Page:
You’ve seen it all before: One team at the front in a mountain stage, keeping the pace high while the pack behind them is reduced to the 30-40 strongest in the race. Then the team leader places his decisive move on the final climb and wins.
HOWEVER: Which team is the team leader on? Does the work from the team increase the chances of their own leader of his competition? The speed is the same for everybody, does it matter if the pace is set by a guy in a blue or a red jersey? Cycling seems to believe it does, and obviously all the years that the team was Postal/Discovery and the team leader was Lance, it would seem to be the case. But does anybody really believe Lance rode away from his rivals because it was his teammates setting the tempo instead of Ulrich’s teammates?
The Tour de Suisse 2011 saw Leopard setting tempo “Postal-style” perfectly putting Frank Schleck in position with 5km to go. Then all his rivals proceeded to ride away from him. To Plateau de Beille, Leopard once again set the pace, and once again nothing happened on the climb. And why would it? While Andy sits comfortably at the end of his train, Contador sits comfortably behind him.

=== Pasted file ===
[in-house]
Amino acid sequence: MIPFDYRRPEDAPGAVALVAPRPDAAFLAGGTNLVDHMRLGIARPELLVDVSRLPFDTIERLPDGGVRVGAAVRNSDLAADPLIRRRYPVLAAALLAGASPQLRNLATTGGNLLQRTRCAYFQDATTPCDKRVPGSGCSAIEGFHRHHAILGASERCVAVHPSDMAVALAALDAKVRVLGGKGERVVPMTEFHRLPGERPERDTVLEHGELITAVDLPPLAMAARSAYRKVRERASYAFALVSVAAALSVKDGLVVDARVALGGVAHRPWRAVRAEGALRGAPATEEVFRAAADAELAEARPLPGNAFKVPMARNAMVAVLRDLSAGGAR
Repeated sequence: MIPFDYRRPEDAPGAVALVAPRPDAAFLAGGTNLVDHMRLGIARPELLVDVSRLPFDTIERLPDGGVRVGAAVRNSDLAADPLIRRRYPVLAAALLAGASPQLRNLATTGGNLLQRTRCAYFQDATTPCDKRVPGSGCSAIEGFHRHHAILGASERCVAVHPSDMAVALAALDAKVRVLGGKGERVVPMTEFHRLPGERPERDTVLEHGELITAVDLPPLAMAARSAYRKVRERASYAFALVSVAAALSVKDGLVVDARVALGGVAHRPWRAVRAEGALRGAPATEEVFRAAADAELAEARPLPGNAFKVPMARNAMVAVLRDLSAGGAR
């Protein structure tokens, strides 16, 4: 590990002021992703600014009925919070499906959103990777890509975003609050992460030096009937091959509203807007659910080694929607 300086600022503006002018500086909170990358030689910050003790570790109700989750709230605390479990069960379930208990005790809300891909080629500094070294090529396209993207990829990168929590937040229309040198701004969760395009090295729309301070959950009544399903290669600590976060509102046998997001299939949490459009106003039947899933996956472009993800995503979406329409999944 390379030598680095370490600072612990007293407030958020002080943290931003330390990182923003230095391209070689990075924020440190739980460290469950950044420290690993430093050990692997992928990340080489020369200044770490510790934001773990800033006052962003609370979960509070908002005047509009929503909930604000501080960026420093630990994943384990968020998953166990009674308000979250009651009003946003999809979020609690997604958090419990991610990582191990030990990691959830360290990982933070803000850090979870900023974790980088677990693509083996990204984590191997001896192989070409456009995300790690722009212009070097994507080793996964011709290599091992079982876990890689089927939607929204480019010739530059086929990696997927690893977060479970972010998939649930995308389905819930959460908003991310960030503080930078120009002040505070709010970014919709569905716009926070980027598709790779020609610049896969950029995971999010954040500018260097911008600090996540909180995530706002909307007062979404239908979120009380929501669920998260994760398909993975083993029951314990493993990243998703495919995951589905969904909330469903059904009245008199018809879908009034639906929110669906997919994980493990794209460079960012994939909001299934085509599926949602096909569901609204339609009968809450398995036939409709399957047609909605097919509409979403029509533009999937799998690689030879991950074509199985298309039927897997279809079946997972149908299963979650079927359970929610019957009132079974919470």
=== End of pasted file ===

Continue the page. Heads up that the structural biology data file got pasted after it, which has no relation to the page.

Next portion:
If you’re having a really lousy day, having your team set a tempo you can deal with, while dissuading another team from setting a higher tempo would be a good idea. But “making the race hard for others” also makes it hard for yourself and is hardly a tactic. This fact remains intact even if one of these stages a team sets tempo and their leader wins. Wasting your team like that doesn’t help, but it doesn’t prevent you from making a winning move either.
Note: I wrote this on Tuesday, so who knows what happened in the Alps. But it doesn’t matter, the facts remain even if somebody by chance “finishes off the beautiful work by his team”.